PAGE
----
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Microsoft stored an OK Go music video in strings of DNA

Microsoft stored an OK Go music video in strings of DNA


A University of Washington partnership produced the largest DNA data trove to date

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Hundreds of years from now, today’s DVDs, web servers, and flash drives will all be long dead. But one copy of a music video — for alternative rock band OK Go’s song "This Too Shall Pass" — could still be playing. The Rube Goldberg-inspired video is part of a 202-megabyte cache of data that Microsoft and the University of Washington say they’ve written to DNA storage — the largest known DNA storage trove created to date.

This DNA data storage project is a research partnership between Microsoft and researchers at the University of Washington’s computer science and engineering department, with help from startup Twist Bioscience. Its goal is to advance the technology that could one day make synthetic strands of DNA a viable alternative to conventional hard drives, optical disks, and other storage methods. DNA storage could offer a couple of major advantages over anything we have today. It can theoretically hold huge amounts of data at incredible density, and kept in cool, dry, and dark conditions, it could maintain its integrity for hundreds or even thousands of years.

Previous projects encoded a full book and Martin Luther King, Jr.'s "I Have a Dream"

The idea has been in the proof of concept stage for years, and so far, the information stored has been modest. In 2012, Harvard Medical School researchers stored a digital book in DNA. In 2013, the European Bioinformatics Institute copied 739 kilobytes of sound, images, and text, including a 26-second audio clip of Martin Luther King, Jr.’s "I Have a Dream" speech. More recently, Harvard Medical School and a Technicolor research group reported storing and retrieving 22 megabytes that included French silent film A Trip to the Moon. This new work builds on previous efforts, and — possibly — marks another move toward a technology that could have real-world applications.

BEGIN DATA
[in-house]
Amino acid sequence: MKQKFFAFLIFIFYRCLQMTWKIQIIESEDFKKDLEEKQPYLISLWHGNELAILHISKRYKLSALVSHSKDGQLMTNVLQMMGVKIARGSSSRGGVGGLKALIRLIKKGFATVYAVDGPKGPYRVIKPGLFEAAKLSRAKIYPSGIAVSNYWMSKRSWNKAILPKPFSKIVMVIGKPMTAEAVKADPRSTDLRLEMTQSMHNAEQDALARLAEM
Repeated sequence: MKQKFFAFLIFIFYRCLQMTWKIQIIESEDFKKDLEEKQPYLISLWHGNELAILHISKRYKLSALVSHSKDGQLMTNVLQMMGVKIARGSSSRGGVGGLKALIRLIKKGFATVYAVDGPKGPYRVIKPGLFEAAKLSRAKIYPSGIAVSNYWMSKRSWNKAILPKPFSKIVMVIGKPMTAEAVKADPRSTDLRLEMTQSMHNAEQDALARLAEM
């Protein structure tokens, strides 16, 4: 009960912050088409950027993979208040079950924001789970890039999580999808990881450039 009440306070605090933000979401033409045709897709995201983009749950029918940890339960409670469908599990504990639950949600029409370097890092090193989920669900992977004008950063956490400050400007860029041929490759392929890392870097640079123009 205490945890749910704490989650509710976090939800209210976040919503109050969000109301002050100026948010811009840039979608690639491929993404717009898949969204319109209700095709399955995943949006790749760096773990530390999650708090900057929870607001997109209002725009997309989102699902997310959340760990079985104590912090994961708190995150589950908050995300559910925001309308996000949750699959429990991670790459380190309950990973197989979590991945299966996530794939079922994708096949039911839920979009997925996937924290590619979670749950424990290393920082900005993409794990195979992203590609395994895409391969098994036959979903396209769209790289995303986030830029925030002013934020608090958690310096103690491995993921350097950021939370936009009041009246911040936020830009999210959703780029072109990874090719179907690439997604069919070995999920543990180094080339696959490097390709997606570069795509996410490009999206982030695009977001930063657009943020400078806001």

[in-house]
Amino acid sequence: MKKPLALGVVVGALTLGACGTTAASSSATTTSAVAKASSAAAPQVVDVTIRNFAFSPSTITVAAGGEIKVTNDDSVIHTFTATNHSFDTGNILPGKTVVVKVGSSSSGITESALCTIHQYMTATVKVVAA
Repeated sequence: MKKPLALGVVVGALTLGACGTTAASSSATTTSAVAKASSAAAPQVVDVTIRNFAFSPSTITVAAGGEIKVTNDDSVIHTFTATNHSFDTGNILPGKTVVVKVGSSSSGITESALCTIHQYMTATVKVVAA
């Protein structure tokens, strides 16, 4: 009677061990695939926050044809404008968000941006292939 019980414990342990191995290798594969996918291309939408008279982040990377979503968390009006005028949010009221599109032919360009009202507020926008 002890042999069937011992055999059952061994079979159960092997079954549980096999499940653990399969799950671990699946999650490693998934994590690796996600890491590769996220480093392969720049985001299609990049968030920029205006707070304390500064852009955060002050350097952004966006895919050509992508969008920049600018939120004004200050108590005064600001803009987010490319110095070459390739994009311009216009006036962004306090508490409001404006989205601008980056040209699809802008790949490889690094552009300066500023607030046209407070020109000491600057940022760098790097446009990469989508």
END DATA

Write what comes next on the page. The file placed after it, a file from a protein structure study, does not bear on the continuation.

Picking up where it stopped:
In order to write data to DNA, researchers translate the binary code of a file into the nucleotide molecules that form DNA’s building blocks, assigning different base pairs to represent ones and zeroes. In this case, Twist Bioscience created custom strings of DNA based on the resulting patterns, encoding the OK Go video, copies of the Universal Declaration of Human Rights in different languages, the top 100 books from Project Gutenberg, and the Crop Trust seed database. Microsoft principal researcher Karin Strauss says the team picked OK Go because "they’re very innovative and are bringing different things from different areas into their field, and we feel we are doing something very similar."

DNA storage remains expensive and slow compared to current methods

To read the files back, a team would use the same DNA sequencing process that scientists use to decode the genomes from plants or animals, then translate the results back into binary code. Besides simply storing more material, University of Washington principal researcher Luis Henrique Ceze says this particular experiment also showed that they could still sort through the much larger batch of DNA and find specific sequences — something that’s vital for retrieving files in a real-world storage system.

Granted, 200MB is still a fraction of the storage space researchers are promising DNA could one day give us. A report last year said that an exabyte, or roughly a million terabytes, of data could fit in a DNA cluster the size of a grain of sand. But so far, nobody’s actually done it. And there are still major barriers to swapping DNA in for your trusty hard drive. Encoding data in DNA is prohibitively expensive, it can’t be easily rewritten, and the process of reading it back is slow. One unnamed scientist went so far as to call the 2012 book storage test a "vanity project," saying it was "like showing you could painstakingly use an abacus to solve a Hamiltonian path problem that would take the average computer a microsecond."

"We could store the entire accessible internet in a shoebox."

Strauss and Ceze say that the cost is high, but say that it’s coming down rapidly. "We don't see any fundamental reason why it can't be much, much cheaper and much, much faster," says Ceze. "I think it's fair to say we could see something concrete within the decade that's going to affect people's lives, and the usage of computers." But he admits that it’s speculative, and highly dependent on whether there’s enough incentive to actually use the new method.

Ideally, DNA promises a new way to preserve important material that’s rarely accessed or modified, forestalling a looming data storage crisis. That material includes medical records and important cultural artifacts in places like the Library of Congress — sometimes stored today on fragile formats like CDs or DVDs, which can decay within decades. Or it could be used to preserve the vast amount of data that’s in danger of being lost online — as Strauss puts it, "we could store the entire accessible internet in a shoebox." Ceze suggests that DNA could even be used in general computing, not just storage. "What's really exciting here is that all this progress being made in DNA storage, I think is showing a very concrete example of using nature to build better computer systems," he says. "And showing it's becoming more and more real is exciting to me."

Update July 7th, 4:15PM ET: Updated title for the project, previously known as Project Palix.